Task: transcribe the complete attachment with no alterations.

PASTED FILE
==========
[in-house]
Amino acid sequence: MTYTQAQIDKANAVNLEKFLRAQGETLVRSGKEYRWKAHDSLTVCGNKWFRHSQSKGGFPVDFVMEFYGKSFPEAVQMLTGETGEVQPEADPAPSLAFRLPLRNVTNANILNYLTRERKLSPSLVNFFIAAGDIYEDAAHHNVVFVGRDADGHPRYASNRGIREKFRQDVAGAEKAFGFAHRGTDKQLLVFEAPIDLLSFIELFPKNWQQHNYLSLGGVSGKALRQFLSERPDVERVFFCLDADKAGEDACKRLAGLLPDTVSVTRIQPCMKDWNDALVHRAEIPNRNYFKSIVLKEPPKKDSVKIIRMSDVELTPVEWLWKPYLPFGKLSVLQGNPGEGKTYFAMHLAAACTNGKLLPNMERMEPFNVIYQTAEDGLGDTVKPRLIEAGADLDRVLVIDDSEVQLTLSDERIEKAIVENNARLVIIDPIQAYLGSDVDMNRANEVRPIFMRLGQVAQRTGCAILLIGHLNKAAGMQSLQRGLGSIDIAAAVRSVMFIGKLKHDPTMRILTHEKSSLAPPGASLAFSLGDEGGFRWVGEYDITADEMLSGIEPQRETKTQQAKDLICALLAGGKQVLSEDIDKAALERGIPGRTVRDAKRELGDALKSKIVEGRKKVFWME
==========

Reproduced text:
[in-house]
Amino acid sequence: MTYTQAQIDKANAVNLEKFLRAQGETLVRSGKEYRWKAHDSLTVCGNKWFRHSQSKGGFPVDFVMEFYGKSFPEAVQMLTGETGEVQPEADPAPSLAFRLPLRNVTNANILNYLTRERKLSPSLVNFFIAAGDIYEDAAHHNVVFVGRDADGHPRYASNRGIREKFRQDVAGAEKAFGFAHRGTDKQLLVFEAPIDLLSFIELFPKNWQQHNYLSLGGVSGKALRQFLSERPDVERVFFCLDADKAGEDACKRLAGLLPDTVSVTRIQPCMKDWNDALVHRAEIPNRNYFKSIVLKEPPKKDSVKIIRMSDVELTPVEWLWKPYLPFGKLSVLQGNPGEGKTYFAMHLAAACTNGKLLPNMERMEPFNVIYQTAEDGLGDTVKPRLIEAGADLDRVLVIDDSEVQLTLSDERIEKAIVENNARLVIIDPIQAYLGSDVDMNRANEVRPIFMRLGQVAQRTGCAILLIGHLNKAAGMQSLQRGLGSIDIAAAVRSVMFIGKLKHDPTMRILTHEKSSLAPPGASLAFSLGDEGGFRWVGEYDITADEMLSGIEPQRETKTQQAKDLICALLAGGKQVLSEDIDKAALERGIPGRTVRDAKRELGDALKSKIVEGRKKVFWME